National Geographic’s Yukon trail

Angela Carlick was about 14 years old when an American family simply appeared out of the bush one day. "I didn't know there was anybody around us," said Carlick, now 83.

Angela Carlick was about 14 years old when an American family simply appeared out of the bush one day.

“I didn’t know there was anybody around us,” said Carlick, now 83. “I thought it was only us living in and around Lower Post. There was no one there, just that river that was a highway.”

The American family was led by William Hamilton Albee, who was instrumental in building the Alaska Highway.

At that time, in the early 1940s, US Army engineers, who had begun building the future highway, referred to it as “Route C.”

The National Geographic Society offered Albee the opportunity to explore the area by foot, before the strip of tarmac changed it forever.

He and his outdoorsy wife Ruth decided they would take their eight-year-old son Billy and five-year-old daughter Jo-Evelyn along.

The family flew into Watson Lake and trekked, on foot, to Frances Lake, living almost completely off the land.

Along the way, they came across Liard Tom and his family.

“These guys walked through these native trails right to my dad’s house,” said Carlick, sitting in her apartment in Whitehorse. “They just came across and my dad led them and showed them where to go.”

This adventurous family was not the only group Liard Tom gave directions to in those days.

Tom was instrumental in the building of the Alaska Highway, guiding the US Army through the bush and along trails and trap lines, said Carlick.

In February, Carlick sent a letter to Jim Robb, a local artist and historian who writes the Colourful Five Per Cent column for the News.

In her letter, she noted her hope to have her father recognized for his help in building the highway.

“You should say something when someone does something nice for you. You should spread it around,” she said. “They needed help and my father was there to help them.”

Robb is fascinated by Yukon history and when the letter came his interests were piqued, he said.

“This was an interesting story and I thought the letter from Angela was an excellent letter with so much detail about our recent history,” said Robb. “I don’t think the First Nations have ever been recognized for their work on the highway.”

The walls of Carlick’s apartment are covered in photographs, including one the Albees took of her parents.

The photo was included in a National Geographic article that was published in May, 1942.

The article is almost a journal, written by William and his wife Ruth.

Halfway through, it talks about their encounter with the Tom family.

They came across Liard, his wife Ada and two of their children, Fanny and Frank, as they were waking up at a camp on their trapline.

They asked Tom about trails to Frances Lake.

After telling them there were no trails, Tom eyed Ruth’s backpack.

“He picked it up and grunted, “Much too heavy, too heavy for man,’” says the article.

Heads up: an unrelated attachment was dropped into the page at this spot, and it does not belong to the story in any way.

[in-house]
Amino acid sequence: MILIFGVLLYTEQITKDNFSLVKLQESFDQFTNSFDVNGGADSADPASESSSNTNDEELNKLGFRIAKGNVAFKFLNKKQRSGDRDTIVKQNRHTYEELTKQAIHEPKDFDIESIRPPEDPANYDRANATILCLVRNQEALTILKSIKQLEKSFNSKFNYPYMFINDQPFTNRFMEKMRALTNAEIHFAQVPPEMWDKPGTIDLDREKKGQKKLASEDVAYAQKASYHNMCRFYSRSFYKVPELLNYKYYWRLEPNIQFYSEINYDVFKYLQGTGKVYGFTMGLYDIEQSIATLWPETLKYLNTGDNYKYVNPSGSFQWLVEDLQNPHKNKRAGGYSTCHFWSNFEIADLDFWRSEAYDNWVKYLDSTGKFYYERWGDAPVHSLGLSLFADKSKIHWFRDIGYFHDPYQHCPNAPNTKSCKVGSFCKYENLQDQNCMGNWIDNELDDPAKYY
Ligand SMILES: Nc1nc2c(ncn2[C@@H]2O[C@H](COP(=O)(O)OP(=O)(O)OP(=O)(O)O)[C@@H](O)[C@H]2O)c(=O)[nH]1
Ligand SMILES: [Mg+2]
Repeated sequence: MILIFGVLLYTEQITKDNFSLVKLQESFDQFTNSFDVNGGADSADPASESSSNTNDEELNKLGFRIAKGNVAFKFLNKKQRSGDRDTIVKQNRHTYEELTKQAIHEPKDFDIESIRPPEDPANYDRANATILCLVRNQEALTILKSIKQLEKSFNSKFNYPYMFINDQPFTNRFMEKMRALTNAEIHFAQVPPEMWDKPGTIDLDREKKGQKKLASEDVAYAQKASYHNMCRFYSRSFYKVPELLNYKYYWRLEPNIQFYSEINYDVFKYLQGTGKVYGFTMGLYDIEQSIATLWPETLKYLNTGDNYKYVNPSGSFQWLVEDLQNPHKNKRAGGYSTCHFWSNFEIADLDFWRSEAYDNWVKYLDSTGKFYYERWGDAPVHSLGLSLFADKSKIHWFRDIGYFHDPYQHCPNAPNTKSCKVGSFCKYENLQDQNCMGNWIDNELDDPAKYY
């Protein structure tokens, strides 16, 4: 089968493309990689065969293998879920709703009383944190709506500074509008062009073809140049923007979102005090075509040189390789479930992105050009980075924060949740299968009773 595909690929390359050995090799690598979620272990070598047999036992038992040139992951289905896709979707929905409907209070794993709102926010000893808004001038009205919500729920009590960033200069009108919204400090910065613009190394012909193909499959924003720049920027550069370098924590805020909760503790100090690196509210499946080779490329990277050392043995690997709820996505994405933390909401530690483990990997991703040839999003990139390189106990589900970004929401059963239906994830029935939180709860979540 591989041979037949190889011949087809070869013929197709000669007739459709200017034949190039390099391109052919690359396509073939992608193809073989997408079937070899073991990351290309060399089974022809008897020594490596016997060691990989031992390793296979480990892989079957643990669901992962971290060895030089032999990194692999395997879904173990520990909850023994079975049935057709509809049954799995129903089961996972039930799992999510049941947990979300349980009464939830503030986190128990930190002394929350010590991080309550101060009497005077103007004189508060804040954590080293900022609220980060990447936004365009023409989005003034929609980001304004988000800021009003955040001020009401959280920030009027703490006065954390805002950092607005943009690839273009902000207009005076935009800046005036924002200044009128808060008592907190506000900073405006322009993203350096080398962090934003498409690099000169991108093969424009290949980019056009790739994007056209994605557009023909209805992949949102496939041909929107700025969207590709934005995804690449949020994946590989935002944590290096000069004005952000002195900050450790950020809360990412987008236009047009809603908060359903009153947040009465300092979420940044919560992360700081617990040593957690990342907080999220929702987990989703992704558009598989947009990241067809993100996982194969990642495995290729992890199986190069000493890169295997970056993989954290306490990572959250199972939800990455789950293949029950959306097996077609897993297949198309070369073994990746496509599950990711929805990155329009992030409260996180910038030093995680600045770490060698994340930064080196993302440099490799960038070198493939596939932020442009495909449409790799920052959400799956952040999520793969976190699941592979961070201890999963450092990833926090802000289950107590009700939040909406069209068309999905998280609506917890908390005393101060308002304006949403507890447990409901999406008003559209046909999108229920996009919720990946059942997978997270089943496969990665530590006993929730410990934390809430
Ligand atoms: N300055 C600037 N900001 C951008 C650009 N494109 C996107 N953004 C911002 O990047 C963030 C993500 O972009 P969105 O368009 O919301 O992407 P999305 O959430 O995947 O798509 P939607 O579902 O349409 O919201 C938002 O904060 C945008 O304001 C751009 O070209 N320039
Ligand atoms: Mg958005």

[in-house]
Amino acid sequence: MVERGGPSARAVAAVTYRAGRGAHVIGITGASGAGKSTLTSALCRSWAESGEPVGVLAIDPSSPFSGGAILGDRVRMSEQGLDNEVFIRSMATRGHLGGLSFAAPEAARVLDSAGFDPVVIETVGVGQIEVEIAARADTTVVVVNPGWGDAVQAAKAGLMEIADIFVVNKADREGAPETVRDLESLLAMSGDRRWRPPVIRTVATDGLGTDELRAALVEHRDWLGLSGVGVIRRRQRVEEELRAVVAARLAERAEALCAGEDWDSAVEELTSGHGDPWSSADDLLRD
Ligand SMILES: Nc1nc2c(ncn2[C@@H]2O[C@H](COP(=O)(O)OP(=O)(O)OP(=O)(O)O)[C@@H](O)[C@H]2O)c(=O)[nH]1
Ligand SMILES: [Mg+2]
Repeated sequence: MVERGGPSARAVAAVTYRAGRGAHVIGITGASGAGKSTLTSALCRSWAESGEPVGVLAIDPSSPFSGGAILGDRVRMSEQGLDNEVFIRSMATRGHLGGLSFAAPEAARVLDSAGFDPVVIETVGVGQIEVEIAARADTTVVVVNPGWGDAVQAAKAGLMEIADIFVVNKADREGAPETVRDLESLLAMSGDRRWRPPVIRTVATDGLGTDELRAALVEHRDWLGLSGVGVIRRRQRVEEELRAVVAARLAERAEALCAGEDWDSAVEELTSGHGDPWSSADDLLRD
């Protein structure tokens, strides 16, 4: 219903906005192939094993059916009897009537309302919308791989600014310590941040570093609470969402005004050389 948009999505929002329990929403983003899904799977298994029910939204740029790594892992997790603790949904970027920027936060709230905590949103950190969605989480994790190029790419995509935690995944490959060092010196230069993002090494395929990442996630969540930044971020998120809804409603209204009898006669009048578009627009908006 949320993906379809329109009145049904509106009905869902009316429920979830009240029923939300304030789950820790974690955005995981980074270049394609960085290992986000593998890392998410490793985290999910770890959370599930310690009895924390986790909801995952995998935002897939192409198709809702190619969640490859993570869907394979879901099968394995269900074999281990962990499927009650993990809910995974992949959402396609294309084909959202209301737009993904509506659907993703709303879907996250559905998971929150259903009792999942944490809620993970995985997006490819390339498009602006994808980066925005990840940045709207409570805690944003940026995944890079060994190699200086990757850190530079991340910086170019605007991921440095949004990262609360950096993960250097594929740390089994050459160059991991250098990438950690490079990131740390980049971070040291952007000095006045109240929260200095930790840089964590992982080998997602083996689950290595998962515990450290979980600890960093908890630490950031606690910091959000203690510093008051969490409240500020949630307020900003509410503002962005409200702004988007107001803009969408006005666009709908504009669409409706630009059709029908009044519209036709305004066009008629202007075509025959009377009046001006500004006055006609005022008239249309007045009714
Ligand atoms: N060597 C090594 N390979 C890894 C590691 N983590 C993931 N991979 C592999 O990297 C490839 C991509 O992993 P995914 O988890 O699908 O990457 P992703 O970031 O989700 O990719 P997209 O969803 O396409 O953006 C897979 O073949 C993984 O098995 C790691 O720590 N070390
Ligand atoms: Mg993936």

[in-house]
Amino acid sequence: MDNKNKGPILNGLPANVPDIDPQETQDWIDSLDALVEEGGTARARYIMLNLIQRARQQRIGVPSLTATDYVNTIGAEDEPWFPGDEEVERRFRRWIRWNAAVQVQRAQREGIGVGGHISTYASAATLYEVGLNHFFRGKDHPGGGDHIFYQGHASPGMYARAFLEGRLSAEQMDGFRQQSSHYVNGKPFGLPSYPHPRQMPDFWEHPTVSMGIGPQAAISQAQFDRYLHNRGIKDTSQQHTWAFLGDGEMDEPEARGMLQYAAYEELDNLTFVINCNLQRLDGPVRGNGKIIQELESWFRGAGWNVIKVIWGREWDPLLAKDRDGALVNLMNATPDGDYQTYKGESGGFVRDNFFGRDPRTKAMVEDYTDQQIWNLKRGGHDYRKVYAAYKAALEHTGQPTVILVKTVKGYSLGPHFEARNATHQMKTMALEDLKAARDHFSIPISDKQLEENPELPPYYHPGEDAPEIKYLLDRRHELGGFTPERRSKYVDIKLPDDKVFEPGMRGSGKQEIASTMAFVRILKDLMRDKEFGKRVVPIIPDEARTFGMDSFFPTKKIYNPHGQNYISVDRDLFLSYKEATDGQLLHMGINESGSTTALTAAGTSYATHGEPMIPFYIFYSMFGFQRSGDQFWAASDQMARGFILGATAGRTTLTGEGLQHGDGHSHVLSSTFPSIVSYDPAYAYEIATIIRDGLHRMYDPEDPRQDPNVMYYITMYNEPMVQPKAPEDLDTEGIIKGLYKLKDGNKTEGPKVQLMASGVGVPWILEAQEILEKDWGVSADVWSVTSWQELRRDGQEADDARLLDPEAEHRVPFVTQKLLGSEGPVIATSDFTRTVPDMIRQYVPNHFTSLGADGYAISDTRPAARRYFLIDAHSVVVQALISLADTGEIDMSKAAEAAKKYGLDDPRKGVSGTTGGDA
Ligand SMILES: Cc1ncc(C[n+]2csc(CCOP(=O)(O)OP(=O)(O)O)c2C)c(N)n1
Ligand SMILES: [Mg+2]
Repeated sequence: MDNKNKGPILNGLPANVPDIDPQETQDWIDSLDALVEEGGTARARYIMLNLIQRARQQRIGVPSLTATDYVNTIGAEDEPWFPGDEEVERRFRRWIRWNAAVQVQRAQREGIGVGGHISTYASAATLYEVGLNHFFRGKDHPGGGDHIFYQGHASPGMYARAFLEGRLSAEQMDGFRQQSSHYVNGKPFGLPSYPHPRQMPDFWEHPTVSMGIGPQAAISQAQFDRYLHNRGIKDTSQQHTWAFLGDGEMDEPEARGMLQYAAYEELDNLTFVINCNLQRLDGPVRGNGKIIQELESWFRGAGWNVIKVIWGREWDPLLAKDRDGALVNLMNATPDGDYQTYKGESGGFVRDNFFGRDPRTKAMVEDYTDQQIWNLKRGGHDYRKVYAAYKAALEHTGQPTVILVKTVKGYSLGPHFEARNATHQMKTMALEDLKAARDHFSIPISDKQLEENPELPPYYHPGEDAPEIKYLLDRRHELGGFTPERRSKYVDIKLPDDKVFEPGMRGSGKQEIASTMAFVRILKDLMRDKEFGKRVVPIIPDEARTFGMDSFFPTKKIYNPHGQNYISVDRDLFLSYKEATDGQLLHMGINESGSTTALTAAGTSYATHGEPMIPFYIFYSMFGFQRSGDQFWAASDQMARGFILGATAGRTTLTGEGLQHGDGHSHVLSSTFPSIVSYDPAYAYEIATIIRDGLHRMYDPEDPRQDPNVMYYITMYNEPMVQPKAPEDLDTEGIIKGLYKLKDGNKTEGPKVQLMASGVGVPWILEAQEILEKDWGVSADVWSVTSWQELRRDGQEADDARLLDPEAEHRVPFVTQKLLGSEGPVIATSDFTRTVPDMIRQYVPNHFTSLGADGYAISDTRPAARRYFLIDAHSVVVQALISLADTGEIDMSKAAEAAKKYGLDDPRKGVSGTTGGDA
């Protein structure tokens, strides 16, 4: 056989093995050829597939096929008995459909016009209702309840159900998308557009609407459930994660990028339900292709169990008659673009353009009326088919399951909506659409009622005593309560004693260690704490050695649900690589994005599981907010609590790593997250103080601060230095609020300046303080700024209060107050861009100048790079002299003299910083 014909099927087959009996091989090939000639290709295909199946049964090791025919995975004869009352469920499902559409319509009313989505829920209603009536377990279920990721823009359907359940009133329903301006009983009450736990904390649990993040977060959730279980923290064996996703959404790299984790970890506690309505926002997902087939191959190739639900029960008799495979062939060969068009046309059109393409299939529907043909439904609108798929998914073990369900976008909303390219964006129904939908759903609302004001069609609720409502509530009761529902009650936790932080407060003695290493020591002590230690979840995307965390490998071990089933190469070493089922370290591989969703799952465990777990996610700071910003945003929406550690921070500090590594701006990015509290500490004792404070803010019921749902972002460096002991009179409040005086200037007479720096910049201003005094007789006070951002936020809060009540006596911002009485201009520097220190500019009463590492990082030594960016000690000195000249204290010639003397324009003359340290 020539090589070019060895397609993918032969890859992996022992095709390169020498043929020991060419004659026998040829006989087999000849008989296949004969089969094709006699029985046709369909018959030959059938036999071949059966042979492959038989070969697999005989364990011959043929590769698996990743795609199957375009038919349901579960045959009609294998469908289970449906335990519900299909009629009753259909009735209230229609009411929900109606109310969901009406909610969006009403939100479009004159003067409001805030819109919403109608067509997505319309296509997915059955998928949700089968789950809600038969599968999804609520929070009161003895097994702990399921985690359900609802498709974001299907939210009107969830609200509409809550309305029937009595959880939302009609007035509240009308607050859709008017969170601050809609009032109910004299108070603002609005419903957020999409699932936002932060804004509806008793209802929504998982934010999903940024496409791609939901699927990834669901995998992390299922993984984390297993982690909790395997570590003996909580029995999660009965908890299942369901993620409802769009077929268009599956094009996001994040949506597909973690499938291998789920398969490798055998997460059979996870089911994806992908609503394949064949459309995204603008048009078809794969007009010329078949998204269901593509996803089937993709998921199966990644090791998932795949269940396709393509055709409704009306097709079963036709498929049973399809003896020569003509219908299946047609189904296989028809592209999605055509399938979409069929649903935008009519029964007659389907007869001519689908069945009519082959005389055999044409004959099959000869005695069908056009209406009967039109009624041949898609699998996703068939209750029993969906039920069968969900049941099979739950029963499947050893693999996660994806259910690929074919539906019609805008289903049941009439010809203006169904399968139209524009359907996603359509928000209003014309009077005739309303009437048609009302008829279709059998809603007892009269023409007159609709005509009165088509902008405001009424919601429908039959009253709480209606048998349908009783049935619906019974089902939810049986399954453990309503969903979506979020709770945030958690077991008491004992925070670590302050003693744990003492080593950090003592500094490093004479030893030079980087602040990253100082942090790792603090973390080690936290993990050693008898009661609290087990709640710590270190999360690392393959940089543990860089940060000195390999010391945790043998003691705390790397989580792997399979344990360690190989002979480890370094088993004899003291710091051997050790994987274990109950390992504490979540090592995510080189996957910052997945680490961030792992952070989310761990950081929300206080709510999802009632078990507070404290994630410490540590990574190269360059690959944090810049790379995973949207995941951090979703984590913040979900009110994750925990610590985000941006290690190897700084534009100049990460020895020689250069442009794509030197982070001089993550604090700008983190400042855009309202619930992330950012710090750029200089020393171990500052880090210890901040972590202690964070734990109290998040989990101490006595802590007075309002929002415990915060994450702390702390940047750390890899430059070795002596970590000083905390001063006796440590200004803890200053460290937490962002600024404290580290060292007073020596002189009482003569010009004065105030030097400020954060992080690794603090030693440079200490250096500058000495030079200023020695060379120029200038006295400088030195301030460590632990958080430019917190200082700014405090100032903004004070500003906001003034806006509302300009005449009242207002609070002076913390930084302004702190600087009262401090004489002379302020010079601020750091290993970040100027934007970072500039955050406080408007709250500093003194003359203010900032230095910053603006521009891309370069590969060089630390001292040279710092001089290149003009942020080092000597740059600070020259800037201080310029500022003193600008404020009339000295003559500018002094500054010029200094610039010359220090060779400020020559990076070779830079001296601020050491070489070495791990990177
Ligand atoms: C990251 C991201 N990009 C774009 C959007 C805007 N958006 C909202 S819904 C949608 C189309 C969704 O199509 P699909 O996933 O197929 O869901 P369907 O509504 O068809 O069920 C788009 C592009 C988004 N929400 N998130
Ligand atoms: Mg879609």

That’s when Tom and his wife shook their heads, saying “My, oh my,” as the family continued on their way, according to the article.

Later on, the two families came across each other again.

The Albees made camp while the Toms carried on, Liard boasting about his ability to cover great distances without rest, says the article.

However, in the morning, the Albees came across the Tom’s deserted camp only a mile farther, says the article. They also came across the markings the Toms left, directing the family to their home.

It was after reading Carlick’s description of the article in her letter that Jack Whitehouse, a Han First Nation man from Dawson City, contacted his old-time friend Robb.

“It struck me that I had that article and thought it really belongs with the old girl,” Whitehouse said of Carlick. “It’d make her happy.”

Whitehouse and Robb joined forces, getting pictures of the Tom family from the article blown up and printed to give to Carlick, along with the magazine.

They gave it to her on Thursday.

The final picture included in the article is of Carlick and her mother.

“That’s me,” she exclaimed when she saw the copy Robb and Whitehouse handed her.

She remembers them taking that photo, she said.

“We didn’t know what was going on,” she said. “They spoke to my dad, not to us.”

There are other photos of Carlick’s history on the land all over her apartment like pictures of her stretching hides and hunting moose.

She still hunts, fishes and lives in the bush for most of the summer.

It is the way she prefers to live, she said.

Talking again about her father and the help he gave to the Hudson’s Bay Company, as well as the army, Carlick stressed the importance of the knowledge people like her father possessed.

“They are special people, those who know the land,” she said. “Especially those trappers. They know the land real well.”

The Transportation Museum is considering recognizing Liard Tom and others who helped with the highway, said Robb.

The museum could not be reached by press time.

Contact Roxanne Stasyszyn at

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